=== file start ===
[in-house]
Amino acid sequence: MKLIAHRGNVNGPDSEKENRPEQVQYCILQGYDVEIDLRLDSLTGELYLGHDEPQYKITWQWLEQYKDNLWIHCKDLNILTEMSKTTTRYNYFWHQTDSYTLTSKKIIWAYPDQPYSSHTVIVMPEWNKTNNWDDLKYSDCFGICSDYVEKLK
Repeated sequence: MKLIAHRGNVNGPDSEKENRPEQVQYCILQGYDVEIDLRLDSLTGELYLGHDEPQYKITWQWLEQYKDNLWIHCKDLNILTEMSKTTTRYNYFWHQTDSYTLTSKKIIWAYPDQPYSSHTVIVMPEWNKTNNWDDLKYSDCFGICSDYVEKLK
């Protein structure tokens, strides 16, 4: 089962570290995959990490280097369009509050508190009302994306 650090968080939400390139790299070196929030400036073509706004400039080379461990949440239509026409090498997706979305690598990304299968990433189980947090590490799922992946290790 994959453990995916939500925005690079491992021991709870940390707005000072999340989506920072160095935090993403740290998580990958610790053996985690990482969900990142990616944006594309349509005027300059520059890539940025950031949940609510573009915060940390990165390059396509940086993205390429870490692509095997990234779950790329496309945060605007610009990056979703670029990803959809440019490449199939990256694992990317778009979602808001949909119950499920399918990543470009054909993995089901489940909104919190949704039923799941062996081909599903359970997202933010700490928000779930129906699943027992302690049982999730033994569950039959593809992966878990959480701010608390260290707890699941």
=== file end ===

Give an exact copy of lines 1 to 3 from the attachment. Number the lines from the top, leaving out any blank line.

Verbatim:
[in-house]
Amino acid sequence: MKLIAHRGNVNGPDSEKENRPEQVQYCILQGYDVEIDLRLDSLTGELYLGHDEPQYKITWQWLEQYKDNLWIHCKDLNILTEMSKTTTRYNYFWHQTDSYTLTSKKIIWAYPDQPYSSHTVIVMPEWNKTNNWDDLKYSDCFGICSDYVEKLK
Repeated sequence: MKLIAHRGNVNGPDSEKENRPEQVQYCILQGYDVEIDLRLDSLTGELYLGHDEPQYKITWQWLEQYKDNLWIHCKDLNILTEMSKTTTRYNYFWHQTDSYTLTSKKIIWAYPDQPYSSHTVIVMPEWNKTNNWDDLKYSDCFGICSDYVEKLK